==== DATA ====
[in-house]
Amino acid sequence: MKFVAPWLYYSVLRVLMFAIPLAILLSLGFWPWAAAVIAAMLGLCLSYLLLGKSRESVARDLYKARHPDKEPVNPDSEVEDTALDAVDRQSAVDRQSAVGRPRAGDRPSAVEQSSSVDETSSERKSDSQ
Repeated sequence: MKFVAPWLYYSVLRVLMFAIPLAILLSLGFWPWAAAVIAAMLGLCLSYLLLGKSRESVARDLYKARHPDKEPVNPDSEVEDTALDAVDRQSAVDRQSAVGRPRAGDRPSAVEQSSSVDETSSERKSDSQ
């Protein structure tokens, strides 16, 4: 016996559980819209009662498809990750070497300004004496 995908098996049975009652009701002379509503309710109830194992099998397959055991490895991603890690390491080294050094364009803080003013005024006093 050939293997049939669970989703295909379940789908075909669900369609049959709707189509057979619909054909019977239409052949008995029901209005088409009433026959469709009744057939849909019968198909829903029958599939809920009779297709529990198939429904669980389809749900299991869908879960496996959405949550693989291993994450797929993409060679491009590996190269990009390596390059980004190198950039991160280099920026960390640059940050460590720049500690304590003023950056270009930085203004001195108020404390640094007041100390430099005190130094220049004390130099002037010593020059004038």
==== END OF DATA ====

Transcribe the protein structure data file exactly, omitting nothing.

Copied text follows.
[in-house]
Amino acid sequence: MKFVAPWLYYSVLRVLMFAIPLAILLSLGFWPWAAAVIAAMLGLCLSYLLLGKSRESVARDLYKARHPDKEPVNPDSEVEDTALDAVDRQSAVDRQSAVGRPRAGDRPSAVEQSSSVDETSSERKSDSQ
Repeated sequence: MKFVAPWLYYSVLRVLMFAIPLAILLSLGFWPWAAAVIAAMLGLCLSYLLLGKSRESVARDLYKARHPDKEPVNPDSEVEDTALDAVDRQSAVDRQSAVGRPRAGDRPSAVEQSSSVDETSSERKSDSQ
């Protein structure tokens, strides 16, 4: 016996559980819209009662498809990750070497300004004496 995908098996049975009652009701002379509503309710109830194992099998397959055991490895991603890690390491080294050094364009803080003013005024006093 050939293997049939669970989703295909379940789908075909669900369609049959709707189509057979619909054909019977239409052949008995029901209005088409009433026959469709009744057939849909019968198909829903029958599939809920009779297709529990198939429904669980389809749900299991869908879960496996959405949550693989291993994450797929993409060679491009590996190269990009390596390059980004190198950039991160280099920026960390640059940050460590720049500690304590003023950056270009930085203004001195108020404390640094007041100390430099005190130094220049004390130099002037010593020059004038």